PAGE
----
Liz has been Sarah’s foster carer for under a year. Together they share their journey, the ups, the downs and their exciting plans for the future.
Liz begins by explaining why she wanted to become a foster carer: “About three years ago I started looking into fostering. I wanted to support a teenage girl around 13 to 15 years old on the cusp of becoming an adult, to help her navigate all the challenges and opportunities that brings with it. I thought I had something to offer, given my background as a youth worker and more recently my work on violence against women and girls.”
“Although I Initially explored the possibility of fostering an unaccompanied asylum-seeking young woman, I ended up fostering with Aberlour due to a chance discussion with one of their assistant directors, Maxine. Maxine asked if I had thought about fostering a Glaswegian young person and after some discussion, I realised I’d still be able to help a teenage girl.”
“The process to become a foster carer is very thorough and interesting. It really does prepare you for the commitment you are making to a young person and for the associated changes to your life. It took around seven months from beginning to end for me. We covered lots of things from my own experience of childhood to how I respond to life situations as an adult. Basically, how well do you know yourself? And how aware are you of how you deal with issues and situations?”
“The Aberlour team are very supportive. I have met the whole team, which is great as they are all there to support both Sarah and me. I love the fact that it isn’t a remote, distant service. When I call for any reason, I know who I am talking to and they know me. I am really impressed by it; it’s a very forward-thinking model which provides reassurance.”
“Back in June, only a short time after I became an approved foster carer, I received a call from Kerryanne to say a possible match had arisen. Then two to three weeks later Sarah came for her first visit. It all happened really fast.”
“Now Sarah has been living with me for nearly a year.”
“Before I met Liz, I met with foster carers living in Ayr,” said Sarah. “I went for the weekend but that didn’t go has planned so my social worker started to look for a new permanent foster carer for me. Before moving in with Liz I had been living with an emergency foster care family. What was meant to be 28 days turned into 10 months while we found the right home for me.”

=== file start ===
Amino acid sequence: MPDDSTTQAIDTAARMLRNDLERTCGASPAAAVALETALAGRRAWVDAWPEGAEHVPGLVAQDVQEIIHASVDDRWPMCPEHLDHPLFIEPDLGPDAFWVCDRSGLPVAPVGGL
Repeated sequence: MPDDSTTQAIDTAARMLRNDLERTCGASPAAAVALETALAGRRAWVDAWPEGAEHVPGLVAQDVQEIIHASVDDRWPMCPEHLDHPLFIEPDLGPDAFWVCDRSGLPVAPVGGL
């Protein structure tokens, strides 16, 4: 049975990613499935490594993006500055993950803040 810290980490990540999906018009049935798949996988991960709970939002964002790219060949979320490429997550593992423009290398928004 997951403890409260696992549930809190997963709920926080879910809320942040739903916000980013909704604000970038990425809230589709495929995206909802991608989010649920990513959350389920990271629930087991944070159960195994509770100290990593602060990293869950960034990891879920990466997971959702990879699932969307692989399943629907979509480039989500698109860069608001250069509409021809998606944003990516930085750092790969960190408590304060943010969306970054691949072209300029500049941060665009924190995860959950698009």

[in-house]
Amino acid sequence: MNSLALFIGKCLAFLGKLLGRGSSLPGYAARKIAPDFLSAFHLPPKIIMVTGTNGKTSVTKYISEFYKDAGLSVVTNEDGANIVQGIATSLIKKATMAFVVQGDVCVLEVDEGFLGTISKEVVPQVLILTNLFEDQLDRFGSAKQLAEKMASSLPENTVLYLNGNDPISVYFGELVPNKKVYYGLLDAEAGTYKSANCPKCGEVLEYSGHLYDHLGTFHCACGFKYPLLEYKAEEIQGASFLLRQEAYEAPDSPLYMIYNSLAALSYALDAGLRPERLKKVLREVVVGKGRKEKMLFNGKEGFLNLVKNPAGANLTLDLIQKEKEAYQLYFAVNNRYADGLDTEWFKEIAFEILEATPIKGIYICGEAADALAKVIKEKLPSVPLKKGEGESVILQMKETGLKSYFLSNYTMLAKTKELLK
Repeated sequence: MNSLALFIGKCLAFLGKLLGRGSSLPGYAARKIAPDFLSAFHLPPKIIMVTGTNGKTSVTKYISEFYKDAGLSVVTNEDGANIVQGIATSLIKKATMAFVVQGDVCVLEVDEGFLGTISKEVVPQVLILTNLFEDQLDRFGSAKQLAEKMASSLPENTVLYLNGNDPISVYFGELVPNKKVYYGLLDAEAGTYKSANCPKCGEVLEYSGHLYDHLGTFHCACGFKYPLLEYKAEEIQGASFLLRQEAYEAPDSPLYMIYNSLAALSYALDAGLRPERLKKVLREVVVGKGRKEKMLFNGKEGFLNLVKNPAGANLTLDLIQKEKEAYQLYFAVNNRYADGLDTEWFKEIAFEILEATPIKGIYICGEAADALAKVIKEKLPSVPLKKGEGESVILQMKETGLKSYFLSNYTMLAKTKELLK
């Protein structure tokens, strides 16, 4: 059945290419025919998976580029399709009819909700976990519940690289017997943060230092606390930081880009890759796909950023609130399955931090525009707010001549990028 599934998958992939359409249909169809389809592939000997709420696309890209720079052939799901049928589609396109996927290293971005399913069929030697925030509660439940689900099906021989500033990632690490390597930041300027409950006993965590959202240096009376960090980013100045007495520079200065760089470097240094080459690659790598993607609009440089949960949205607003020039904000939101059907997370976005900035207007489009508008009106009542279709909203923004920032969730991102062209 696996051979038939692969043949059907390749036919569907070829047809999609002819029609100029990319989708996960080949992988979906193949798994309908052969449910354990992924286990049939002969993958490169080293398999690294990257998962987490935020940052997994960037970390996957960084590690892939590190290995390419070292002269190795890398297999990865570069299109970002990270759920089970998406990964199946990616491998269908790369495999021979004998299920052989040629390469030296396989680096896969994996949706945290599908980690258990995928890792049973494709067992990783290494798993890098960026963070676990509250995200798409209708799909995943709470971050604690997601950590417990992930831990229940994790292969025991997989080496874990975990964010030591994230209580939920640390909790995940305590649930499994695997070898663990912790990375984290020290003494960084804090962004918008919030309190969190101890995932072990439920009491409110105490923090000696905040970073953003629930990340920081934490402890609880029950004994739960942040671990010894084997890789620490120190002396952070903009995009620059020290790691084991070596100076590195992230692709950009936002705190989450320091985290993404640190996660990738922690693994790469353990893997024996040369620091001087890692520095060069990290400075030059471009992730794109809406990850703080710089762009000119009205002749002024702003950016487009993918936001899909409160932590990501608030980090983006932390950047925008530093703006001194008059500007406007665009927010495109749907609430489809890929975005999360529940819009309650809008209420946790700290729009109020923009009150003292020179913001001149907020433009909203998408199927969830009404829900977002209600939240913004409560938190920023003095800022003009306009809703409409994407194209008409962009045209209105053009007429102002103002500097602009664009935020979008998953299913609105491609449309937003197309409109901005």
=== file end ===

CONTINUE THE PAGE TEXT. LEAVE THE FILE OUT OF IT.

Liz goes on to explain: “The good thing about the matching process is you get to meet with the young person. I thought Sarah was a good match for me on paper, but the written word felt a bit one dimensional. Meeting with Sarah made it real and spending time together made it more of a mutual, two-way thing. If Sarah didn’t think I was a match for her as well then it wouldn’t work.”
“After we had our first meeting I then came to stay with Liz for a weekend. The weather was great, we got to go out and do loads of things. I was only meant to bring a few of my own personal things but I ended up bringing half my stuff that weekend, we were surrounded by boxes! We planned how we were going to decorate my room and what furniture we needed to buy. I knew I wanted to move here and live with Liz, I just felt comfortable from the beginning,” said Sarah.
Liz goes on: “It hasn’t all been easy. There have been lots of discussions and boundary setting. Sarah’s previous foster carers restricted her quite a lot, especially with the use of her mobile phone and going out with friends. However, as she is nearly 16 years old, I have been supporting her to become more independent and given her a fair amount of responsibility and trust.”
“She has responded brilliantly! Now she gets the train on her own and goes out with her friends at the weekend. We have only been able to do this through talking openly and honestly, with Sarah learning to take responsibility for her actions.”
“It has been amazing to see Sarah grow in confidence over the past few months.”
“I feel really positive about what we have achieved so far together. After only a few months, Sarah is doing well at school. She has very supportive teachers and has made a great group of friends. She is getting involved in all of school life from helping the P7s with their transition to signing in visitors at parents evening. Now we are getting a plan in place to help Sarah with her exams. But it isn’t just academic goals we are focusing on.”
Sarah explains: “I would like to get a job when I turn 16, so I can start earning a wee bit of my own money. I am very busy though, I volunteer with Aberlour as I love working with younger kids, I have dancing at school and go to singing lessons, so we just need to see where I could fit it in. Also, Liz is helping me to get back in touch with my family. My sister, niece, auntie and cousins don’t live far away from here. And she has started to speak with my auntie who lives up North too. It is really important to me to get to know my family better and it’s good that Liz is helping me to do it.”
“If anyone is thinking of becoming a foster carer, I would definitely encourage them to do it.”
“It is important for me to be here with Liz. Apart from the time with my dad, my past experiences with my family weren’t always so good. But here I can start a new life and forget about the past. I have the opportunity to forget about what has happened and start fresh and do new things. I can be me. And I know I am staying here until I am at least 18. I have a choice.”
“And I’ll be there every step of the way to support Sarah – no matter what she wants to do,” says Liz, smiling.